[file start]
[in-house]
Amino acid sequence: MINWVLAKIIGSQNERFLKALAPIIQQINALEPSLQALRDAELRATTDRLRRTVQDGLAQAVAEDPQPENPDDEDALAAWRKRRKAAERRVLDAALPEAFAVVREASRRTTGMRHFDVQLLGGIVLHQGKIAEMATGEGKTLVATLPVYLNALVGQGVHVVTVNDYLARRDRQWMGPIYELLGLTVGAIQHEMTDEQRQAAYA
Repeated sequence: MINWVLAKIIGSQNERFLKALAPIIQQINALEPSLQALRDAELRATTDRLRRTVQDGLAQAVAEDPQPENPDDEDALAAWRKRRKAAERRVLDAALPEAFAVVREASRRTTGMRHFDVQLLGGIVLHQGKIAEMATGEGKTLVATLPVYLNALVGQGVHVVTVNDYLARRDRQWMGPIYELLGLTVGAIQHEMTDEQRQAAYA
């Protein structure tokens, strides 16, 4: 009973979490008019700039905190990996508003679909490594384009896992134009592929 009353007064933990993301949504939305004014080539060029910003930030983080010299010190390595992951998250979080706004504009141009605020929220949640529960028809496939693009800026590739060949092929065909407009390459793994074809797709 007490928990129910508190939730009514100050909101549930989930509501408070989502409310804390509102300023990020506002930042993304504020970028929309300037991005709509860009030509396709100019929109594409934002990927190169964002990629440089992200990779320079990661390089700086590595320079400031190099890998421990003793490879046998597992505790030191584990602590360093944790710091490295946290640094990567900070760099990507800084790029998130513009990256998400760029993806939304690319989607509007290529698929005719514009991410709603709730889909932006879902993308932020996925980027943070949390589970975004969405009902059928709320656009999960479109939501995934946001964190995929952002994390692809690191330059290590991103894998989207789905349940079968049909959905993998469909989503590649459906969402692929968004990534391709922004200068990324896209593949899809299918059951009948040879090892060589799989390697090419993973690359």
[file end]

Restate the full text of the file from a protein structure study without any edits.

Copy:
[in-house]
Amino acid sequence: MINWVLAKIIGSQNERFLKALAPIIQQINALEPSLQALRDAELRATTDRLRRTVQDGLAQAVAEDPQPENPDDEDALAAWRKRRKAAERRVLDAALPEAFAVVREASRRTTGMRHFDVQLLGGIVLHQGKIAEMATGEGKTLVATLPVYLNALVGQGVHVVTVNDYLARRDRQWMGPIYELLGLTVGAIQHEMTDEQRQAAYA
Repeated sequence: MINWVLAKIIGSQNERFLKALAPIIQQINALEPSLQALRDAELRATTDRLRRTVQDGLAQAVAEDPQPENPDDEDALAAWRKRRKAAERRVLDAALPEAFAVVREASRRTTGMRHFDVQLLGGIVLHQGKIAEMATGEGKTLVATLPVYLNALVGQGVHVVTVNDYLARRDRQWMGPIYELLGLTVGAIQHEMTDEQRQAAYA
């Protein structure tokens, strides 16, 4: 009973979490008019700039905190990996508003679909490594384009896992134009592929 009353007064933990993301949504939305004014080539060029910003930030983080010299010190390595992951998250979080706004504009141009605020929220949640529960028809496939693009800026590739060949092929065909407009390459793994074809797709 007490928990129910508190939730009514100050909101549930989930509501408070989502409310804390509102300023990020506002930042993304504020970028929309300037991005709509860009030509396709100019929109594409934002990927190169964002990629440089992200990779320079990661390089700086590595320079400031190099890998421990003793490879046998597992505790030191584990602590360093944790710091490295946290640094990567900070760099990507800084790029998130513009990256998400760029993806939304690319989607509007290529698929005719514009991410709603709730889909932006879902993308932020996925980027943070949390589970975004969405009902059928709320656009999960479109939501995934946001964190995929952002994390692809690191330059290590991103894998989207789905349940079968049909959905993998469909989503590649459906969402692929968004990534391709922004200068990324896209593949899809299918059951009948040879090892060589799989390697090419993973690359």